It has therefore been an objective of the present invention to devise a pair of eyeglass frames which may be used in conjunction with a neck cord or chain to be worn about a wearer's neck and suspended against a wearer's chest, but which result in a much flatter or compact configuration against the wearer's chest.
It has been another objective of the present invention to provide a pair of eyeglass frames which, when suspended from a neck chain or cord and worn against the chest of a user, may be stored beneath a coat, sweater or vest with little or no visible evidence of garment bulge.
It has been yet another objective of the present invention to provide a pair of eyeglass frames which when suspended about a wearer's neck with a chain or cord the lenses of which do not serve to accumulate crumbs, debris and the like.
Still another objective of the present invention has been to provide a pair of eyeglass frames which are continuously adjustable to allow for tilting of the lenses for more comfortable reading and the like.
In accordance with the stated objectives, the present invention is a pair of eyeglass frames comprising a frame adapted to receive a pair of eyeglass lenses and to be worn on a person's nose, and having two sides thereon; and a pair of temple pieces each of which is pivotally connected to one of the sides of the frame with an articulating joint which is operable to allow each temple piece to rotate inwardly about a first axis between an outer position substantially perpendicular to a plane defined by the frame and an inner position substantially parallel to the plane defined by the frame, and to allow each temple piece to rotate downwardly approximately 80°-100° about a second axis which is substantially perpendicular to the first axis between an upper position and a lower position. This allows the eyeglass frames to assume a substantially flat configuration upon full rotation of the temple pieces about both axes, such that the glasses frames hang substantially flat against a wearer's chest when worn about the neck of the wearer with a neck chain or cord.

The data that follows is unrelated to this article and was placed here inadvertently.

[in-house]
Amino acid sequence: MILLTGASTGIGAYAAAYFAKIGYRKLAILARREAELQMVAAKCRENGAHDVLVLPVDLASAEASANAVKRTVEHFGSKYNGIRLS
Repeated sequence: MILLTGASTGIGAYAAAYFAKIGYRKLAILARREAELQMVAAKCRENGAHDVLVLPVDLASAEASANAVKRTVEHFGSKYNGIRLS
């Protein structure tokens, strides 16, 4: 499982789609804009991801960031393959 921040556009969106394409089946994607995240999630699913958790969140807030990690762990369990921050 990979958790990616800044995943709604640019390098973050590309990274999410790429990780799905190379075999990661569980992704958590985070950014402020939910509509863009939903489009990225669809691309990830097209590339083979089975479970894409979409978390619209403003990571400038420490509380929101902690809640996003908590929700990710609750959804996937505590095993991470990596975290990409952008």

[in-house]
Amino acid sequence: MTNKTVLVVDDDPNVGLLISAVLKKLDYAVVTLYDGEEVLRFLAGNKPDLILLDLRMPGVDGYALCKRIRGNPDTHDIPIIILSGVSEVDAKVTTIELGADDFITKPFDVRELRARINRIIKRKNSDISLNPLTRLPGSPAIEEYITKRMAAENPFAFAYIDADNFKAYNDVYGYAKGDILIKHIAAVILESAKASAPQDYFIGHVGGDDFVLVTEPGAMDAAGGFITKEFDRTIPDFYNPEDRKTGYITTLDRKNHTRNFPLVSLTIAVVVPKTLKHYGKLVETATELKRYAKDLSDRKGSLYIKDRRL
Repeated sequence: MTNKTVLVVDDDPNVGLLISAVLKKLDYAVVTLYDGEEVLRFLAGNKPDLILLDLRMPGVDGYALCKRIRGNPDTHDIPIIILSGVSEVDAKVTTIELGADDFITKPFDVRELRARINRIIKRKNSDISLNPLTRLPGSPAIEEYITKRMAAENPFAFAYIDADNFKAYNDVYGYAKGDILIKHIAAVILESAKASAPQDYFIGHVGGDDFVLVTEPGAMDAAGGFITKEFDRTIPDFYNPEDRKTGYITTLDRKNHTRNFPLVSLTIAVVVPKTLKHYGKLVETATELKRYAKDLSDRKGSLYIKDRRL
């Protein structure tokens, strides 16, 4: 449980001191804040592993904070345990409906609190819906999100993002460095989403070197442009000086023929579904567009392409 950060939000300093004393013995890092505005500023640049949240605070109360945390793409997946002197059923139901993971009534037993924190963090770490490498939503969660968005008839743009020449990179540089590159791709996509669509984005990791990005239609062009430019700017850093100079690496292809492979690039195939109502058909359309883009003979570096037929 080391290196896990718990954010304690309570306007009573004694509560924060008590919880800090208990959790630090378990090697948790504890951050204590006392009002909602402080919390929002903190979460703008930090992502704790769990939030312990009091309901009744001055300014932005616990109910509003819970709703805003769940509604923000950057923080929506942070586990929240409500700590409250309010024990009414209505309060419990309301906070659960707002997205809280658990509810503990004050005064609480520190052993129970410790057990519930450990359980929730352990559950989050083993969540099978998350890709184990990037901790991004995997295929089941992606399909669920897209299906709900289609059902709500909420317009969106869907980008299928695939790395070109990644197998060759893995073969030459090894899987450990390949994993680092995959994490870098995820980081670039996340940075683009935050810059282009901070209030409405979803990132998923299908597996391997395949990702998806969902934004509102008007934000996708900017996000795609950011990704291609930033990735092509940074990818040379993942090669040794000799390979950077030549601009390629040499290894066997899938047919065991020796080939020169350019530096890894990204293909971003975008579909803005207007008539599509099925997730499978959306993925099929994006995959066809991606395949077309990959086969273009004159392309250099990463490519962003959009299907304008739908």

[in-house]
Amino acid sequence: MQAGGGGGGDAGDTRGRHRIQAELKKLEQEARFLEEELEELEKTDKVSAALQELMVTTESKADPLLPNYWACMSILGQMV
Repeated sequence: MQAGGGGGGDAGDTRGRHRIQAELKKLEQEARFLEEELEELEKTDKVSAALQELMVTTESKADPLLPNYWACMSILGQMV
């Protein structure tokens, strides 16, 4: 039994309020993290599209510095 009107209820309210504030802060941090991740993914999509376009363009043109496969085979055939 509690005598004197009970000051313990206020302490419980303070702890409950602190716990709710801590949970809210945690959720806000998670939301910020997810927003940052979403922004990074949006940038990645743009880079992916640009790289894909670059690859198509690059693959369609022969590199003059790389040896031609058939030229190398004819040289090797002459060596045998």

Each articulating joint comprises a first hinge tab fixedly secured to the side of the frame structure and a second hinge tab rotatably secured to a forward end of the temple piece, the temple piece thereby being rotatable with respect to the second hinge tab about the second axis. The first hinge tab is of course hingably connected to the second hinge tab such that the first and second hinge tabs are thereby rotatable with respect to each other about the first axis.
To allow the temple pieces to easily rotate about the second axis, the rearwardmost end of the second hinge tab is generally semi-circular, and a portion of the forward end of the temple piece against which the second hinge tab is secured is machined away or otherwise recessed by an amount approximately equal to the thickness of the hinge tab.